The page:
SALT LAKE CITY — Smoking in cars with passengers under age 16 moved closer to becoming illegal in Utah on Friday after a passionate Senate debate over whether the law infringes on personal rights.

Sen. Aaron Osmond, R-South Jordan, said he doesn't take lightly telling people what they can and can't do. But in this case, the law protects vulnerable people who can’t protect themselves. Children riding in a car with an adult who smokes is like smoking themselves, he said.

"I believe this bill is about putting the rights of children ahead of the property rights of any adult, not just a parent," he said.

The Senate narrowly passed HB13 by a vote of 16-13. The House earlier approved the measure, sponsored by Rep. Patrice Arent, D-Millcreek, 41-30. It now goes to the governor for consideration.

"I expect him to sign it," Arent said.

Similar bills, including one she carried last year, have failed in the past to win approval from both houses of the Legislature.

"The worst place for children to be exposed to secondhand smoke is a small, enclosed place such as a car, where the concentration of smoke is about 27 times greater than in other settings," Arent said. "Children are particularly susceptible to damage because their lungs are still developing.”

The bill makes it a $45 fine to smoke in a vehicle with children. It would be a secondary offense, meaning police couldn't stop motorists for that reason but could issue a citation after pulling them over for another violation. Police would issue only warnings for the first year, beginning in July.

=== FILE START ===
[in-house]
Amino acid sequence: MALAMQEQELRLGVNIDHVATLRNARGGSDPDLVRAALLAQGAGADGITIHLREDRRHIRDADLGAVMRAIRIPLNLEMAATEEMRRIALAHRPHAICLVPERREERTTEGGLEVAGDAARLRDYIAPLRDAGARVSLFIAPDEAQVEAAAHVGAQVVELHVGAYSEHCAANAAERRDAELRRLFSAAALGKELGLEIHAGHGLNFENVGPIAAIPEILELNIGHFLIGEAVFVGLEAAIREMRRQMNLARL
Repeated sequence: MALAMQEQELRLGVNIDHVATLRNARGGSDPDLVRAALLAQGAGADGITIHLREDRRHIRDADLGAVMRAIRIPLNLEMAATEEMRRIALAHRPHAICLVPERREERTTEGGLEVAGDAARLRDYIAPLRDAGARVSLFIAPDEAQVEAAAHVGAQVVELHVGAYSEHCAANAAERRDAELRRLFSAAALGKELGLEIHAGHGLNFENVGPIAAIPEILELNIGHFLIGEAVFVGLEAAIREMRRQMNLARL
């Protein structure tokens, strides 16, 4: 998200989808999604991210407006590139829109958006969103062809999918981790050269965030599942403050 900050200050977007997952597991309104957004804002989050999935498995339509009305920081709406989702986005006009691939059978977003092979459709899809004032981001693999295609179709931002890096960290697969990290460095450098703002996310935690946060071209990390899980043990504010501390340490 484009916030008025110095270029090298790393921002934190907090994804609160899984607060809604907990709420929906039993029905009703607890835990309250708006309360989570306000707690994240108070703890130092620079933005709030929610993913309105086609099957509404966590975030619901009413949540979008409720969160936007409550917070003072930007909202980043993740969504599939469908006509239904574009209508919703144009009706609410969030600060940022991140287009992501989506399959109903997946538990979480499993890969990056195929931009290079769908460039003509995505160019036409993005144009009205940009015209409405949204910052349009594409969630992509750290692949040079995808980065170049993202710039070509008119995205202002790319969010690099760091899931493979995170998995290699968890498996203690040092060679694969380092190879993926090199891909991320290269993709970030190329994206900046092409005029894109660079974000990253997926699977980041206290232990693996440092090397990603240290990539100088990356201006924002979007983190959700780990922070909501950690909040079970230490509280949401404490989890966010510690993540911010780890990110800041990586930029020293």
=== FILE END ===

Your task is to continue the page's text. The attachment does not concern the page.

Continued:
Sen. Deidre Henderson, R-Spanish Fork, opposed the measure, saying it won't solve anything. Children who live in homes where cigarettes are used will still be exposed to secondhand smoke, she said.

"The fact of the matter is we all do things that are harmful to our children," Henderson said. "If we start criminalizing every bad choice a parent makes, we're all going to be criminals."

During the Senate debate, Sen. Mark Madsen asked his colleagues not use the phrase "our children" when talking about protection of children.

"My children are my children. They don't belong to the rest of you," the Lehi Republican said in voting against the bill.

Senators who oppose the bill say it's a slippery slope that infringes on personal liberties and puts Utah on a path to becoming a "nanny state." Some argue it sets a precedent that could lead to parents being accused of child abuse and having their children taken away.

Sen. Margaret Dayton, R-Orem, said people don't need "clean air Nazis" intruding in their lives.

"Governments are not elected to interfere with what we are doing in our families," she said.

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Said Sen. Lyle Hillyard, R-Logan, "I don't believe the police are going to go out and arrest people and take your children from you." The law is worthwhile, he said, if it leads people to quit smoking or keeps a child from starting.

According to the bill, the fine can be waived for people who take a smoking cessation class. It also says violations can't be used as evidence of child abuse or neglect.

Sen. Evan Vickers, R-Cedar City, said he values freedoms but also the protection of children's health.

"This is one that I think I can fight for," he said.


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